Ubisoft on Loot Boxes: It's About Quality and Choice

Ubisoft on Loot Boxes: It's About Quality and Choice

Ubisoft wants to be clear that players always have a choice with the studio's loot boxes.

Yesterday, Ubisoft held its earnings call for the company's most recent quarter. And while a big focus of the call centered around Ubisoft's success with the live service model, Ubisoft CEO Yves Guillemot and CFO Alain Martinez were asked about the company's stance on loot boxes, to which the two gave a relatively straightforward answer.

"On loot boxes, what we can say is that we define it as a question of quality and choice. As simple as that," said Martinez. "We need to deliver, for whatever we offer, the right quality for people to be interested. At the same time, they need to feel that they are really free to not buy it and that their choice is really a fact."

Loot boxes has been a controversial subject in video games since EA's Star Wars Battlefront 2 controversy in November 2017. This morning, the US state of Hawaii introduced legislation that could potentially prohibit the sale of video games with loot boxes to anyone under the age of 21.

Perhaps sensing the tide's direction on the subject, Ubisoft seems keen on reiterating that whatever downloadable content the company introduces, it will be largely optional for players.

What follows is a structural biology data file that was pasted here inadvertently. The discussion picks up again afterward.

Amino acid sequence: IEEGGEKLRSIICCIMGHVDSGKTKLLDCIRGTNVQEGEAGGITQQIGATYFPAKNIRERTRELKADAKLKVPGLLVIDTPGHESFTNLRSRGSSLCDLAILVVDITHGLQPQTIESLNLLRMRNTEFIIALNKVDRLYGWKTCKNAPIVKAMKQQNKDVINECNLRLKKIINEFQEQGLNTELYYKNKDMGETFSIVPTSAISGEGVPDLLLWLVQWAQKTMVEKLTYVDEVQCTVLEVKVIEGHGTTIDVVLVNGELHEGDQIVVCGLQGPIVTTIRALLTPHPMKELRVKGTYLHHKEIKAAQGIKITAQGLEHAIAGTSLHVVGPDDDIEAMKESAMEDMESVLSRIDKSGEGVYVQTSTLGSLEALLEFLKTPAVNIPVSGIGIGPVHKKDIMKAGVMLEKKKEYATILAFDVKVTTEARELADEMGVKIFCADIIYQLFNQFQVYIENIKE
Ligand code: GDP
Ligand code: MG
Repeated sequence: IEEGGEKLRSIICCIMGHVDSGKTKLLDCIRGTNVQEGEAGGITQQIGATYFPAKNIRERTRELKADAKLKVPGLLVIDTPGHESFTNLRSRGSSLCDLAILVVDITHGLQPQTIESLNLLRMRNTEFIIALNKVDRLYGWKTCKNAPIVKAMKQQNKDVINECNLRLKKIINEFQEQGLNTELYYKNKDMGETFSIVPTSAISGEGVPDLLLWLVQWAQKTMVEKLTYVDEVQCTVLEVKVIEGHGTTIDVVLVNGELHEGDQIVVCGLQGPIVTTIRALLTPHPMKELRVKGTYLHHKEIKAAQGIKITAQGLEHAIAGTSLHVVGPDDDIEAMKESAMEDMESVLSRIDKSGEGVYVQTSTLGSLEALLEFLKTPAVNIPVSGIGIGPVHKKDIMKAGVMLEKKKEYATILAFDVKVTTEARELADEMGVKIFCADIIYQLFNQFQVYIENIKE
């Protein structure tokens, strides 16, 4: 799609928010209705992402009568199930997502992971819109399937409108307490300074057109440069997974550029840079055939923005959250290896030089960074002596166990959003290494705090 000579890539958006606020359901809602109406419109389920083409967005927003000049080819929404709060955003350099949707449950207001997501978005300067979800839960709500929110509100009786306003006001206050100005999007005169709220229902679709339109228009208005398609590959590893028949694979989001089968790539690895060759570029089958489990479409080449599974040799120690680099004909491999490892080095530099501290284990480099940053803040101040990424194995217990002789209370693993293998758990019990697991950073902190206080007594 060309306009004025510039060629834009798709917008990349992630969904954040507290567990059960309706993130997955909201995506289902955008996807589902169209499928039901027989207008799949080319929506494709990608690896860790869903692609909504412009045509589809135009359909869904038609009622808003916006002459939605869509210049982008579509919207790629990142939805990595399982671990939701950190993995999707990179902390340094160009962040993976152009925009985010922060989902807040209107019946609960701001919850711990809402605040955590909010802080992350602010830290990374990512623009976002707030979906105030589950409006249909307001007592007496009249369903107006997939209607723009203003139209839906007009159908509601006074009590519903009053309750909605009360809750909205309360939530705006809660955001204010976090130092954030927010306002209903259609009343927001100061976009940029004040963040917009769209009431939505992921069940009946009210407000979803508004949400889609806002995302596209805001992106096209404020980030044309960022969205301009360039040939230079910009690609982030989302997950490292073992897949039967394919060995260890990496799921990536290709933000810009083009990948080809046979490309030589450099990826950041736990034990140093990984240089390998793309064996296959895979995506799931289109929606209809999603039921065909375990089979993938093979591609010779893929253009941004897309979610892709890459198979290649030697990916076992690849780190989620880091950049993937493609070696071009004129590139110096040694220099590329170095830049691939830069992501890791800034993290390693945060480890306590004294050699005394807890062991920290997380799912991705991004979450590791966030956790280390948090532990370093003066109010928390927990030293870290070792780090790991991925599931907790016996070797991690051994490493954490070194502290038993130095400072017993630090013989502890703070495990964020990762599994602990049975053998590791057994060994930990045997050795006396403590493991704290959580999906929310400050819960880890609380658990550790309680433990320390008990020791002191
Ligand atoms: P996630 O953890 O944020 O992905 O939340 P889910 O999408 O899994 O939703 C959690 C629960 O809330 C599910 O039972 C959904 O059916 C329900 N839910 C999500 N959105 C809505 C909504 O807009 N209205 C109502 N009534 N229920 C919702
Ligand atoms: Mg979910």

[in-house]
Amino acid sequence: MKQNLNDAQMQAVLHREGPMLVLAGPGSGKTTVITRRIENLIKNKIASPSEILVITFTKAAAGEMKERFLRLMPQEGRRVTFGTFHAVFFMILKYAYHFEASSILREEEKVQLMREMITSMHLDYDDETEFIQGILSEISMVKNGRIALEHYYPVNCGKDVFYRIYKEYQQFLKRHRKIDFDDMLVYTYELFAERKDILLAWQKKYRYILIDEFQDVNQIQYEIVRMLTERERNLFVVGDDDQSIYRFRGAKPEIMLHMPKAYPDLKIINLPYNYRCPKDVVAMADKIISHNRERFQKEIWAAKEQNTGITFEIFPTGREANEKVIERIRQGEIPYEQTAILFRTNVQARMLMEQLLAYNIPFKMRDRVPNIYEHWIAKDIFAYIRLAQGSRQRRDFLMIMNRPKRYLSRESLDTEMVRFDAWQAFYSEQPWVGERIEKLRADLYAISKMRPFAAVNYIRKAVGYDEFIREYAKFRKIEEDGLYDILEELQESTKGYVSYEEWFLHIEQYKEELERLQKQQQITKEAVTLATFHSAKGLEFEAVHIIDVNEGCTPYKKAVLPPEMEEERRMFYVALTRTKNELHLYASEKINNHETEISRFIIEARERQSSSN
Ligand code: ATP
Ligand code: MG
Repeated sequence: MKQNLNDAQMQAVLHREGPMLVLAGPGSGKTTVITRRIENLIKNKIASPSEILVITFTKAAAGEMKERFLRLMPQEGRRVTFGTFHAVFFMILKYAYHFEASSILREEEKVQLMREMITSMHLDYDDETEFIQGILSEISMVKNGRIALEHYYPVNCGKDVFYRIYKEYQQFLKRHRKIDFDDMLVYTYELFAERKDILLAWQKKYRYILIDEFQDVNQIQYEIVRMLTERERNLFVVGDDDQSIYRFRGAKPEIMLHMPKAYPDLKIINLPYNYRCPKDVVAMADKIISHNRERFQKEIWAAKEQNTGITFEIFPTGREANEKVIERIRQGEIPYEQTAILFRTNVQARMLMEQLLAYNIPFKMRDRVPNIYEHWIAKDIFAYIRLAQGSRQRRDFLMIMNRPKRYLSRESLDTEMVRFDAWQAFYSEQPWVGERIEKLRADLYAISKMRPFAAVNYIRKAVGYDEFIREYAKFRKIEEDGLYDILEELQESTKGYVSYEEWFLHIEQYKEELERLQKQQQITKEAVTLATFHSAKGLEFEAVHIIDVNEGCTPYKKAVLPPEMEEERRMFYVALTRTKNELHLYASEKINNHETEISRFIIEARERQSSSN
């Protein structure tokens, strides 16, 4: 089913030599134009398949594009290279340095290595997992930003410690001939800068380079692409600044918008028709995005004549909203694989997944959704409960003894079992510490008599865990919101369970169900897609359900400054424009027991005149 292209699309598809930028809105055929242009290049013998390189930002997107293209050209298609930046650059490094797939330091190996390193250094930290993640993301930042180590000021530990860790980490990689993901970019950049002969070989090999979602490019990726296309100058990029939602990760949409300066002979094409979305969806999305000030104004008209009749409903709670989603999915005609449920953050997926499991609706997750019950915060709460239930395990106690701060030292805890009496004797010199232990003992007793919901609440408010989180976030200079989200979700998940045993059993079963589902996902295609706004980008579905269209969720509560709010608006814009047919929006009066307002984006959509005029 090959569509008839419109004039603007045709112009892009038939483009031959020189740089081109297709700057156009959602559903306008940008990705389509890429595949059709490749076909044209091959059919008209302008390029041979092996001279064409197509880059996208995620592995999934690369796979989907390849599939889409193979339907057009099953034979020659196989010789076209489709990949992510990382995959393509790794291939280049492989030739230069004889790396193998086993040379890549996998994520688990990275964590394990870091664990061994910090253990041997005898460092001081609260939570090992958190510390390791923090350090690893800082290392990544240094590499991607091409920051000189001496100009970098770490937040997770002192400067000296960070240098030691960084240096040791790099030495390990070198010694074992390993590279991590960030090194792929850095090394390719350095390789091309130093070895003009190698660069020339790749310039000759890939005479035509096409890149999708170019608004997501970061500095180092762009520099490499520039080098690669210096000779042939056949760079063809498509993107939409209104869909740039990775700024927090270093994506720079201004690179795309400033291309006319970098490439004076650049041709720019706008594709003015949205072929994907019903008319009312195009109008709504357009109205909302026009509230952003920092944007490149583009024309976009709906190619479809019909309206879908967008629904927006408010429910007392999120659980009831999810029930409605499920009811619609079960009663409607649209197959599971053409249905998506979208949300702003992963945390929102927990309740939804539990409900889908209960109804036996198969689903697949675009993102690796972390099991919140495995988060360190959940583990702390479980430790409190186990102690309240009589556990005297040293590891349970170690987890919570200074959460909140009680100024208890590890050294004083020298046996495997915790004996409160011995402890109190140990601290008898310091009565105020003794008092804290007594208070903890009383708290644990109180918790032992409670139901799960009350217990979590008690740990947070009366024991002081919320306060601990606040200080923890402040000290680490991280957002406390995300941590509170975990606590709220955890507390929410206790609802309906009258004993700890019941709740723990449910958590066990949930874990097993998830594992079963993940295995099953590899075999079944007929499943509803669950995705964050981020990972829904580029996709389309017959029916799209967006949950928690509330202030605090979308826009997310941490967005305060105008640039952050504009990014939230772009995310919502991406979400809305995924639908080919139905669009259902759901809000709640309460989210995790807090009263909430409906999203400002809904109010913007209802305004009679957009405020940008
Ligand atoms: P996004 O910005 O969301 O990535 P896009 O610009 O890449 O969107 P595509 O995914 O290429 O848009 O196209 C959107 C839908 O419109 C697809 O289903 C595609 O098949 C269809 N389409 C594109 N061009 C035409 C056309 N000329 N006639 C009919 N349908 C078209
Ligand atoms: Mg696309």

Some of Ubisoft's positions on loot boxes has already gone into effect in games like Rainbow Six: Siege. The upcoming Outbreak season will introduce cosmetics in loot boxes, but Ubisoft says that there will be zero duplicates, meaning players can simply pay a set price to unlock all DLC available in the randomized crates, without fear of double-dipping.

As the video game industry continues to reel from the loot box controversy, it will be interesting to see how other companies either shift, or distance their own loot boxes (if any) from the dread "pay-to-win" label.

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Matt Kim

News Editor

Matt Kim is a former freelance writer who's covered video games and digital media. He likes video games as spectacle and is easily distracted by bright lights or clever bits of dialogue. He also once wrote about personal finance, but that's neither here nor there.

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